Having spent most of my adult life in Alaska, a snakeless, spider-scarce (yet mosquito embroiled) place, certain creatures of the desert southwest are mythic and exotic. I've had the opportunity to peer inside a tank of tarantulas in a veterinary clinic and realize, with relief, that my shift was going to end before the veterinarian would be able to examine them. I wasn't there to witness it, but I doubt  she completed her task with affection and less than three reference books. I haven't yet met a private practice vet who specializes in arachnids.

This weekend, however, I was the passenger as a friend cruised along the open spaces of northern New Mexico and I thrilled at the sight of actual-real-in-person tumbleweeds, sage, cacti and the occasional adobe dwelling. But something wasn't right. I looked over at her, certain this wasn't someone who imbibed on the sly before noon or was prone to seizure disorders, and not wanting to imply her driving skills were poor.  "Are you... feeling OK? Things are... a little..." I leaned into her as we drifted back into the--fortunately empty-- oncoming lane. "...swervy... with your driving at the moment."

"The tarantulas are migrating." She said with an alarmed timbre in her voice. "I don't want to run one over."

Huh?

It turns out that male tarantulas in the wild (who only live about a 1/3 of the lifespan of females, due in part to frequently becoming a post-coital snack for females and perhaps to being run over) sojourn out to find the ladies about this time in October every year. Once the male and female find each other, a process that unfortunately involves spider sperm, she sits on the nest for six weeks. No wonder she needs a snack to start to off! My friend's eyesight for these bachelors was remarkable.  Then she told me about seeing an entire migrating "herd" in California once.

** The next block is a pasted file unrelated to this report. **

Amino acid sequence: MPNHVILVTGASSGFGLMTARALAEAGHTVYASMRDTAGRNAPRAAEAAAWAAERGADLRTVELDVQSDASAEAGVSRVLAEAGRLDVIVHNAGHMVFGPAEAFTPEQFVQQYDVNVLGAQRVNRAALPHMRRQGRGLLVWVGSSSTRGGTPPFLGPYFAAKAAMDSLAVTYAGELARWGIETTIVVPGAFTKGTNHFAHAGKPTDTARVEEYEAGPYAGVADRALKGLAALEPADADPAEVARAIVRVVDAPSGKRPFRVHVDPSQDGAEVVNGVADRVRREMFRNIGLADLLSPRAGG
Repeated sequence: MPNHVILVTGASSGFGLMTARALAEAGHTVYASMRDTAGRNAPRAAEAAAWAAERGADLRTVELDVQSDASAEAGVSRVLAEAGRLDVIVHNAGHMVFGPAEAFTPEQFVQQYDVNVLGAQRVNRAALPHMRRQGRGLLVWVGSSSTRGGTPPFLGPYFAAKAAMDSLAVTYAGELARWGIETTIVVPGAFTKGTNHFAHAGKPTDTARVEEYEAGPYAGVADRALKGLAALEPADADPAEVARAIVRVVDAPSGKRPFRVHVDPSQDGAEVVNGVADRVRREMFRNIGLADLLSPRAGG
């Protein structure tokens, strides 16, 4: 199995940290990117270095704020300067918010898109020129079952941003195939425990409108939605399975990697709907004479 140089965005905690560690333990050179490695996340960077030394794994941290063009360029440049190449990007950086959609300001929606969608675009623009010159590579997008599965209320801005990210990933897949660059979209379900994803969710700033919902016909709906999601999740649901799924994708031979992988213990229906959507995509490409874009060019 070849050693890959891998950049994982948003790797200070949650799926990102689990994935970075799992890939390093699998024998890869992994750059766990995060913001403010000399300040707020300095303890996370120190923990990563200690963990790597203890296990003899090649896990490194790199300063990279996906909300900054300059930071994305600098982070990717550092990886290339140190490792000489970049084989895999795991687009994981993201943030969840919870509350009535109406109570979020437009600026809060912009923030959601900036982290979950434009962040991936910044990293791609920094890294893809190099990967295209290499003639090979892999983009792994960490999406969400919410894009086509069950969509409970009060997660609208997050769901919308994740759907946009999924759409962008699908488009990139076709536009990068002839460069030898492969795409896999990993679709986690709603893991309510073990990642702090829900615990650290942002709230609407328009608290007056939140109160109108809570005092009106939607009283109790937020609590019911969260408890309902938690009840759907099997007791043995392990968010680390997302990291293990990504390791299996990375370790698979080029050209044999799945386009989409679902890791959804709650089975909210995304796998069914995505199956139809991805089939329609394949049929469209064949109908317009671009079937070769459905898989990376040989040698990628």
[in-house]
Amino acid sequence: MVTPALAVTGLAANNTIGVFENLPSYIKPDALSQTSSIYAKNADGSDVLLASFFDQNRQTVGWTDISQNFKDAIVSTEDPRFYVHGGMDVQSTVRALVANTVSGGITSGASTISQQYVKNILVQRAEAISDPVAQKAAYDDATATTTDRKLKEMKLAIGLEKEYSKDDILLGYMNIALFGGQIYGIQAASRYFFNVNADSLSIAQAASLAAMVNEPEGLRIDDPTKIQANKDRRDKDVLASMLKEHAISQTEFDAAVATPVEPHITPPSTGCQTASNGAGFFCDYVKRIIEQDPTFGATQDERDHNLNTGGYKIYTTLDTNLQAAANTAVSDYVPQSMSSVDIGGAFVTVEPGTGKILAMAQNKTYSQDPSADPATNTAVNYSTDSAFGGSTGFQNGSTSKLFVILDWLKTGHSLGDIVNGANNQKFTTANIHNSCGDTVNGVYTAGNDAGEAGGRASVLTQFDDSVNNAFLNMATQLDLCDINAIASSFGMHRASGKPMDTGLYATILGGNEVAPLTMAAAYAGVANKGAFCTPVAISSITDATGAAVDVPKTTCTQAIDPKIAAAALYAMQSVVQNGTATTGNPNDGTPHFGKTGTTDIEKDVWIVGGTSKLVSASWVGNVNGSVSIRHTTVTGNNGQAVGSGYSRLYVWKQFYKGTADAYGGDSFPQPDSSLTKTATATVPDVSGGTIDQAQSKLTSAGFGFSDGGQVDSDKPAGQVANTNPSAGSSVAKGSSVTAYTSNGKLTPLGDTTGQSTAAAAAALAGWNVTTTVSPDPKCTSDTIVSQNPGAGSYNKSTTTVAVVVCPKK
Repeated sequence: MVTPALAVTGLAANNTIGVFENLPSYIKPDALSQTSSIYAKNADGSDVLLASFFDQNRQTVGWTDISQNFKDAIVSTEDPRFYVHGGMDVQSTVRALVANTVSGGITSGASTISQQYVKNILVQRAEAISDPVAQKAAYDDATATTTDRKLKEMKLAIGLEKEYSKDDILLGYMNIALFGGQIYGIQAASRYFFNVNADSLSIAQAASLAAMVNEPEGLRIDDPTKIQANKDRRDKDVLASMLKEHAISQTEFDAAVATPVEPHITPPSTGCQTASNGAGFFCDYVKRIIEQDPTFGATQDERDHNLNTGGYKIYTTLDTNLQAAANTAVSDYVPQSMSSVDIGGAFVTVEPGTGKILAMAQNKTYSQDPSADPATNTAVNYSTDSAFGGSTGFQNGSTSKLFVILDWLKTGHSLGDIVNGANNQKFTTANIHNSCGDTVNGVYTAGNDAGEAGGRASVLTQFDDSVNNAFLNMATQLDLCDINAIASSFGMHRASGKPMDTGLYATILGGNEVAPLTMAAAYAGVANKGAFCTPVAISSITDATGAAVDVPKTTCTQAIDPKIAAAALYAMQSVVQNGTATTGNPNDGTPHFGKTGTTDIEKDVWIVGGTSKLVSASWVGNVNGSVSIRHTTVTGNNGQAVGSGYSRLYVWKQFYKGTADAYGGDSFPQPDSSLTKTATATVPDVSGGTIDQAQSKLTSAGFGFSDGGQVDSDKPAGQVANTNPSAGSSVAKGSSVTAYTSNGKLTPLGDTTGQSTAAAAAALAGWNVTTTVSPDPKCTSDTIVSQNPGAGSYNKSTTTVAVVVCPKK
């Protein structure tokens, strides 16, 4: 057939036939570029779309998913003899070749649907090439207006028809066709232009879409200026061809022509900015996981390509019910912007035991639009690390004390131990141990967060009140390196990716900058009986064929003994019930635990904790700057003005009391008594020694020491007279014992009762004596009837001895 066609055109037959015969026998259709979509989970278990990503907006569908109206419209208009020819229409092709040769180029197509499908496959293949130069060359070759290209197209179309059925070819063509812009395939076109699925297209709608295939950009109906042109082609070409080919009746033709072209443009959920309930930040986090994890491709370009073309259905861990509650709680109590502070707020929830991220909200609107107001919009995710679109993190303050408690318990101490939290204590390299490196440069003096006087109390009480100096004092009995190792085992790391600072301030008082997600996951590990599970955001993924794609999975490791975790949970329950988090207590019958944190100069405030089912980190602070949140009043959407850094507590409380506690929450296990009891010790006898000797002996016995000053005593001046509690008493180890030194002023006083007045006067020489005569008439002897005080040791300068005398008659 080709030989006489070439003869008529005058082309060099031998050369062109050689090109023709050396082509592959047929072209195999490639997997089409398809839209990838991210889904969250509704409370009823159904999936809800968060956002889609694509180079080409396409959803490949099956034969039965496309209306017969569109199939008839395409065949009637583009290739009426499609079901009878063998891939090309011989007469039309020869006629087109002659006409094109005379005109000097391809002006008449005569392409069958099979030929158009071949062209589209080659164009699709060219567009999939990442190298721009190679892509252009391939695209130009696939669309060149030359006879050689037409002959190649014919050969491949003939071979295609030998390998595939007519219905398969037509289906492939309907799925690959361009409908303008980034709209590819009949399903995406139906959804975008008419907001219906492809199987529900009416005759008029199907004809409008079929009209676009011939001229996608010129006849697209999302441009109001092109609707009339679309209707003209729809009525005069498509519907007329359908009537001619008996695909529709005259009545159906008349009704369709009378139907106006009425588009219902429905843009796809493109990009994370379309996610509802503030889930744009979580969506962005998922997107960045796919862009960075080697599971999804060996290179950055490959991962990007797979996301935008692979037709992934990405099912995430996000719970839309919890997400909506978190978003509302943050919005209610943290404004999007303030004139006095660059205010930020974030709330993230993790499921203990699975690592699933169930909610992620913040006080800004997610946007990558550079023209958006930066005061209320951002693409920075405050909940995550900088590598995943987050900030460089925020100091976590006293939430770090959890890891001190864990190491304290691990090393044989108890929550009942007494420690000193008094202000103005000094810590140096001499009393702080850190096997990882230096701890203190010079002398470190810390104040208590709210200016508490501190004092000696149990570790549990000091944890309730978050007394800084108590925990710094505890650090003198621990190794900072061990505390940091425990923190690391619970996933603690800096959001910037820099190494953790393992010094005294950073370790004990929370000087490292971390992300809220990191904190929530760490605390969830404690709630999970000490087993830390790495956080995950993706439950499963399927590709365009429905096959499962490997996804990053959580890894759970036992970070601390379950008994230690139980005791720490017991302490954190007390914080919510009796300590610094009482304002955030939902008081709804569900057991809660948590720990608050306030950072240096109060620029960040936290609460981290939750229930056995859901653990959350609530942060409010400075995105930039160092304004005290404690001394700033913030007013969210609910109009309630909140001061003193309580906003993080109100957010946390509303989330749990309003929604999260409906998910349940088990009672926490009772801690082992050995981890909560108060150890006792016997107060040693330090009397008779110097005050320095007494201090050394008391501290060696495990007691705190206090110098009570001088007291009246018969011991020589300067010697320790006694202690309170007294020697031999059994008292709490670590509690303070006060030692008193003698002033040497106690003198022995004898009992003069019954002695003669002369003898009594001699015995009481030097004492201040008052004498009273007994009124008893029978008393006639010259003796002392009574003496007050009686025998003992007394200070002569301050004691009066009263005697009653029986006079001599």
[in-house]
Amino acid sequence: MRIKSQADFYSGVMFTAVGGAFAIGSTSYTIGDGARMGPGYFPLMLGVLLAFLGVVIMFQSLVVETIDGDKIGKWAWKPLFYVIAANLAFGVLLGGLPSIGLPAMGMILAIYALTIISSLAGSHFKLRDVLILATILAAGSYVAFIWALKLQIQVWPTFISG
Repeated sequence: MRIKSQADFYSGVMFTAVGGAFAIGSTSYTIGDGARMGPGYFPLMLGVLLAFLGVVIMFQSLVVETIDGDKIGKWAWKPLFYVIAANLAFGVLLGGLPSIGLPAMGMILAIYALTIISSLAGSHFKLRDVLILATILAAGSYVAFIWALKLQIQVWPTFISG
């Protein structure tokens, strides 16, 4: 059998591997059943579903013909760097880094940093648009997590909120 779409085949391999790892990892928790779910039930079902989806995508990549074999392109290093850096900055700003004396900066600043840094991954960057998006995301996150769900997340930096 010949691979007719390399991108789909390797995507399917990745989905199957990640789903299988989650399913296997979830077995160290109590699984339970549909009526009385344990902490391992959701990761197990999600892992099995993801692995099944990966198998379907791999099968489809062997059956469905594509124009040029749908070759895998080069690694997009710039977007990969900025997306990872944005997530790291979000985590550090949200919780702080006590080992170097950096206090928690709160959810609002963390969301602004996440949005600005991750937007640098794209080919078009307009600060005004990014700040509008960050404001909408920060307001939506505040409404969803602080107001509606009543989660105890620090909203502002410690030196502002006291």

OK, I was with you before, but I just left.
However, when we pulled off at a rest stop and I was able to see one up close, fingering along with his pedipalps, somehow knowing his partner was out there and risking it all, I was beguiled.  It also helped that he was not AT ALL interested in ME. Like my friend, I became an admirer, finding time to look them up on the Internet, bemused by the intricate life cycle, their air of both mystery and horror.

On the very same day, barely two hours later, I was browsing some fiber art and the squad of people behind me started ".. swerved to miss a tarantula. Did YOU know they migrate?!"  
So there we all were, about five people, chatting up the miracle of the male tarantula and discovering, at midlife, there are still things we don't know.  

As for my Galway Kinnell quote... the tarantula already thinks he's lovely enough to go out and get some spider sex, but the rest of us are left to relearn.

Here is a picture of my recent foster kittens to cleanse you brain if you find spiders alarming.
And now I will hit you with a not-funny poem

At the Rio Grande

My palm runs along the barrier bridge, the length of noon-warm steel,
its gap-toothed grin stitched along the road; a meridian between gorge and sky.
The barrier is the unspoken focus of the place,
the way it stands behind sun-smote tourists dreaming of egg-salad sandwiches.
It is the thing that keeps the soft, warm flesh from knowing its own blood and opening its chest to the hot flight of carrion birds.
Why else would the people lean over and laugh “Don’t look down Brian! No, no, don’t...you...”
issuing trusting giggles when they let go of pennies, chewed gum, old movie ticket stubs from linty pockets, to watch the things echo out of view through a trellis of geologic time that finishes in a silver ribbon, the trickle of sweat left on the brow from the carving of the place.

Below where I look, midway down, is the cotton-candy color of a child’s pink jacket.
Blown or tossed or anything other than gone down as accompaniment to the girl.
(Humans do not leave such totem artifacts after tragedy, especially from the young.)
It is recent; the sun hasn’t yet bleached the color infused into the fabric by workers who know nothing of this place, who are far away gazing at their own gorges.
And the wind does not unsteady it, though the wind is at my hair, my eyes, my clothes, knuckling my pace hard enough to intimate that--yes--it could toss me, too. 
The pink is shielded, calcified, gone to its tomb like a Precambrian fish who tells of life only by what is absent.

At the time of loss, there may have been wailing and desperation, anger and ice cream promises shorn from the afternoon, the turning of the car towards replacement and replanning. 
But in the winged drifting down, the utterance of gravity on the shed skin as it was taken, is the frailty of the miss, the near success of the depth in taking what it was entitled to all along, and the revenant terror of this knowing.  
No body rests beneath. There is no proof for the loss.